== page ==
As the patron of the republic, it was the interest and duty of the Gothic king to cultivate the affections of the senate* and the people. The nobles of Ronie were flattered by sonorous epithets and formal professions of respect, which had been more justly applied to the merit and authority of their ancestors. The people enjoyed, without fear or danger, the three blessings of a capital,—order, plenty, and public amusements. A visible diminution of their numbers may be found even in the measure of liberality ;f yet Apulia, Calabria, and Sicily, poured their tribute of corn into the granaries of Rome; an allowance of bread and meat was distributed to the indigent citizens; and every office was deemed honourable which was consecrated to the care of their health and happiness. The public games, such as a Greek ambassador might politely applaud, exhibited a faint and feeble copy of the magnificence of the Caesars: yet the musical, the gymnastic, and the pantomime arts, had not totally sunk in oblivion; the wild beasts of Africa still exercised in the amphitheatre the courage and dexterity of the hunters; and the indulgent Goth either patiently tolerated or gently restrained the blue and green factions, whose contests so often filled the circus with clamour, and even with blood.J In the seventh year of his peaceful reign, Theo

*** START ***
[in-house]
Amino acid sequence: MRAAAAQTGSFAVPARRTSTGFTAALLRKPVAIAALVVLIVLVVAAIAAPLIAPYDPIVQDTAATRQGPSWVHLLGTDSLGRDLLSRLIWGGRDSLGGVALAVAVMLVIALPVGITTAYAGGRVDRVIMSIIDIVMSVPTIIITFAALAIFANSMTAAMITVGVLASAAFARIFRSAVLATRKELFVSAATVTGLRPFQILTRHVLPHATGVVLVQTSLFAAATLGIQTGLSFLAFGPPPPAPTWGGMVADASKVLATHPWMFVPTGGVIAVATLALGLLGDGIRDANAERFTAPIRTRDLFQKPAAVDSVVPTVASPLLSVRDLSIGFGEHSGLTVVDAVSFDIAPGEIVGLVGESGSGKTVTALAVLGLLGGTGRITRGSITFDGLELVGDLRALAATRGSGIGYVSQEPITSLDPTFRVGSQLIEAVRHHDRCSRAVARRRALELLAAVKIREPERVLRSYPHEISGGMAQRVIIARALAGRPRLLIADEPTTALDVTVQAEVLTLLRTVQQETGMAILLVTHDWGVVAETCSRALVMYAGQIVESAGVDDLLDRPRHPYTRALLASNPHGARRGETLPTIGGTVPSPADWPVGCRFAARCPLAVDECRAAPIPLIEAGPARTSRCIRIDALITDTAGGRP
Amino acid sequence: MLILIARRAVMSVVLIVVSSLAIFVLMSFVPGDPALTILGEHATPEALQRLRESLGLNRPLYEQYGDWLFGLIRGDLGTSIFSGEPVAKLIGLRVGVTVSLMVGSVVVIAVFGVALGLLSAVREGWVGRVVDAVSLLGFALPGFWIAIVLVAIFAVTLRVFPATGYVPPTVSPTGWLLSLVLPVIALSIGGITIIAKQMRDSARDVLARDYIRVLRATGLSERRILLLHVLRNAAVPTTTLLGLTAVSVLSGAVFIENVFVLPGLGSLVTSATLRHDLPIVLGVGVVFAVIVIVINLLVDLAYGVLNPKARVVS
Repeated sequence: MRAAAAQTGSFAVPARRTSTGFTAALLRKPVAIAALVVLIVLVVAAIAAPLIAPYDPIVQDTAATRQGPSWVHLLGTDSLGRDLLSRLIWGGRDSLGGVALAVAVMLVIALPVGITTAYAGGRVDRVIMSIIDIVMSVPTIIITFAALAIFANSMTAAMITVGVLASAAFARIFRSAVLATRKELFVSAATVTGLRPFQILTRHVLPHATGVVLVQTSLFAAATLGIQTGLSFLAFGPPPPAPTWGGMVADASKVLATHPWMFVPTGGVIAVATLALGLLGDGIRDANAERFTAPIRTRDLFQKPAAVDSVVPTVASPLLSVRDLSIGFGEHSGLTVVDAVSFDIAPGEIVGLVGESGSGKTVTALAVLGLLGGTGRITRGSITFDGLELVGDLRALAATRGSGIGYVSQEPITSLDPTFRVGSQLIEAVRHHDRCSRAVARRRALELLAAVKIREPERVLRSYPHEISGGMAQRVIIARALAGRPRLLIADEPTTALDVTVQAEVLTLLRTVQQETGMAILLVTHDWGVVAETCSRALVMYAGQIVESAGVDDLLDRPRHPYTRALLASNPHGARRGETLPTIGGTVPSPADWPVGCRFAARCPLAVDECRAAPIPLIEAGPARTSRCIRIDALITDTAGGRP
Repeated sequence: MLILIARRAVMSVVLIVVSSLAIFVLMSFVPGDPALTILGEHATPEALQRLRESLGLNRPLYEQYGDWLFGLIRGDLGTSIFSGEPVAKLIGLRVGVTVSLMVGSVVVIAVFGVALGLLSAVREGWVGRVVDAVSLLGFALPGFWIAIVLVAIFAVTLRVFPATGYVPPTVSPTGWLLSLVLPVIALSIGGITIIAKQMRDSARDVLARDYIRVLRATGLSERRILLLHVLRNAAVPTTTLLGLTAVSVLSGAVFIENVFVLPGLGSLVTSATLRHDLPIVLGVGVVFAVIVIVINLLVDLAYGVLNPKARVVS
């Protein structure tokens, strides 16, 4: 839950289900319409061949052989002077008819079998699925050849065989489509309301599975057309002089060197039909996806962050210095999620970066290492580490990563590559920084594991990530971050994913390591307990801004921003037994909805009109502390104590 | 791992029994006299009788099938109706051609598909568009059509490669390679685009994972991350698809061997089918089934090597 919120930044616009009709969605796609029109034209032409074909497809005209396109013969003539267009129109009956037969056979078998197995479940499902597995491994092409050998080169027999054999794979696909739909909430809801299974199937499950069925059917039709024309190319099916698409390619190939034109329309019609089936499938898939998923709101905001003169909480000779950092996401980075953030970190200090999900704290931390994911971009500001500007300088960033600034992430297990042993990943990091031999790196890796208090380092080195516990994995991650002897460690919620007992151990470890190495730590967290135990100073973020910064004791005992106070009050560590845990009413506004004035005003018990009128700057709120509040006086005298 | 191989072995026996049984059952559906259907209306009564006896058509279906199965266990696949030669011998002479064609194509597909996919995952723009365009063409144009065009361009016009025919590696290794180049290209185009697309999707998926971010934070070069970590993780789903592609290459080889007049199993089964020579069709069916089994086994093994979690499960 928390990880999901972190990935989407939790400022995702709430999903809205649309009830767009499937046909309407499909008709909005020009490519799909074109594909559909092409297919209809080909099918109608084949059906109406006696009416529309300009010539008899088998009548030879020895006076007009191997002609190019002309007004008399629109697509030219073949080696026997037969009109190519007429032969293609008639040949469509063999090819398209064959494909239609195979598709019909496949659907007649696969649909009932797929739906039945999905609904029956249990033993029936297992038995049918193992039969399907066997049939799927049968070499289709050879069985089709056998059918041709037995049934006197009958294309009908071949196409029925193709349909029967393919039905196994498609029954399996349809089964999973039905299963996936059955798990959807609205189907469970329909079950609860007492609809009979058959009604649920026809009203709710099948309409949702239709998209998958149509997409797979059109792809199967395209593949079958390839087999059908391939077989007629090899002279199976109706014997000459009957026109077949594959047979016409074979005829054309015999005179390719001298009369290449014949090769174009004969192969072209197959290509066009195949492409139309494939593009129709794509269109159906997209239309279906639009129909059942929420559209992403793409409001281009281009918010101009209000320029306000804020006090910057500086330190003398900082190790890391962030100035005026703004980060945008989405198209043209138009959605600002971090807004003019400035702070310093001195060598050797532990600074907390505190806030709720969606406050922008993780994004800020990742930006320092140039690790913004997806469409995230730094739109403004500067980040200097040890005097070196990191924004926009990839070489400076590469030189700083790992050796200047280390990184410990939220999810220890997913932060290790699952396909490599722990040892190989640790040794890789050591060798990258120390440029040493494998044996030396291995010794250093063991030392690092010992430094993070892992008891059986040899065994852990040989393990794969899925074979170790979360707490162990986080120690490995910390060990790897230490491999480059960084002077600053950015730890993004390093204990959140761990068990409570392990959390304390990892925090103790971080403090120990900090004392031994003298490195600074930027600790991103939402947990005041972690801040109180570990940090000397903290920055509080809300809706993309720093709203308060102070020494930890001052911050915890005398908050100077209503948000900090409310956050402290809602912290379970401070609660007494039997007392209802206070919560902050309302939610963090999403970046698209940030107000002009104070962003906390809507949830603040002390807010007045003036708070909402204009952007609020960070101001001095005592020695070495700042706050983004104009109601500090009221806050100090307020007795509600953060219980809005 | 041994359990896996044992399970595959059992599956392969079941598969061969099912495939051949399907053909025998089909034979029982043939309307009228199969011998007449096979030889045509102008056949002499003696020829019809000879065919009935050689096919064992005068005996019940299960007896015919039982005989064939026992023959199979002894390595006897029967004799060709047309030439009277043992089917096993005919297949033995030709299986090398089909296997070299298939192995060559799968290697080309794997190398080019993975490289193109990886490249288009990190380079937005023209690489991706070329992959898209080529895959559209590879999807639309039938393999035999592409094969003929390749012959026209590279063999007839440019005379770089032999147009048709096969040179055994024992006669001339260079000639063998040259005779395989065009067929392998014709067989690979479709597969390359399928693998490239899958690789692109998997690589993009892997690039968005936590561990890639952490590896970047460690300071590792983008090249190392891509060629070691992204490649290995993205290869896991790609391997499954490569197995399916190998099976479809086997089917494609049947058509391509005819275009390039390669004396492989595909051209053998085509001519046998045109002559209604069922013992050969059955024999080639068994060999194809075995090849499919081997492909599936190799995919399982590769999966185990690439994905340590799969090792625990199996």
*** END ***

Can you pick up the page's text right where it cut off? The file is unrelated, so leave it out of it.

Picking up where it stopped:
abridgement. The Senator, whose twelve books the latter stated in hia introduction that he was epitomizing, was Cassiodorus; who, however, wanted, among other necessary qualifications for writing a good history of the Goths, that of being acquainted with their language. For this reason his letter to the chief of the Heruli (Var. iv. 2) was in Latin, which, he said, the ambassadors, who were the bearers of it, would interpret. He, therefore, can have framed his imaginary origin of the people from none of their traditions. Jornandes, equally ignorant of the first wanderings of his race, was overpowered by the erudition of Cassiodorus, and copied his learned errors. For previous transactions, this history is little to be trusted; and for the more recent, it cannot be compared with the satisfactory information afforded by the twelve books of the Variarum.—Ed.] * See his regard for the